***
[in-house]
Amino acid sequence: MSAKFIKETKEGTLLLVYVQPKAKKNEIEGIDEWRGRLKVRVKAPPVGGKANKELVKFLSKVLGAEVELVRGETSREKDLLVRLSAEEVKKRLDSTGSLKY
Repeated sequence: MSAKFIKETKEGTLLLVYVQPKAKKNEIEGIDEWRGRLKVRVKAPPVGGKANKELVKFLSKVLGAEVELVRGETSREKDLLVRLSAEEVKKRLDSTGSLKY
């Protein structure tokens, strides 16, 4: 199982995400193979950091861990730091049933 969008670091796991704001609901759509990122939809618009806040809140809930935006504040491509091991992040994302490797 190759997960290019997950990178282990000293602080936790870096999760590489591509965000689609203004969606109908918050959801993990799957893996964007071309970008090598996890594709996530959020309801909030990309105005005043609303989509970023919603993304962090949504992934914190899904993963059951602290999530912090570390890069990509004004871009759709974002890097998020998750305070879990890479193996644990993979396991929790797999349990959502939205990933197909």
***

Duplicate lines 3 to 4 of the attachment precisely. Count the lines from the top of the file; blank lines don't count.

Repeated sequence: MSAKFIKETKEGTLLLVYVQPKAKKNEIEGIDEWRGRLKVRVKAPPVGGKANKELVKFLSKVLGAEVELVRGETSREKDLLVRLSAEEVKKRLDSTGSLKY
């Protein structure tokens, strides 16, 4: 199982995400193979950091861990730091049933 969008670091796991704001609901759509990122939809618009806040809140809930935006504040491509091991992040994302490797 190759997960290019997950990178282990000293602080936790870096999760590489591509965000689609203004969606109908918050959801993990799957893996964007071309970008090598996890594709996530959020309801909030990309105005005043609303989509970023919603993304962090949504992934914190899904993963059951602290999530912090570390890069990509004004871009759709974002890097998020998750305070879990890479193996644990993979396991929790797999349990959502939205990933197909």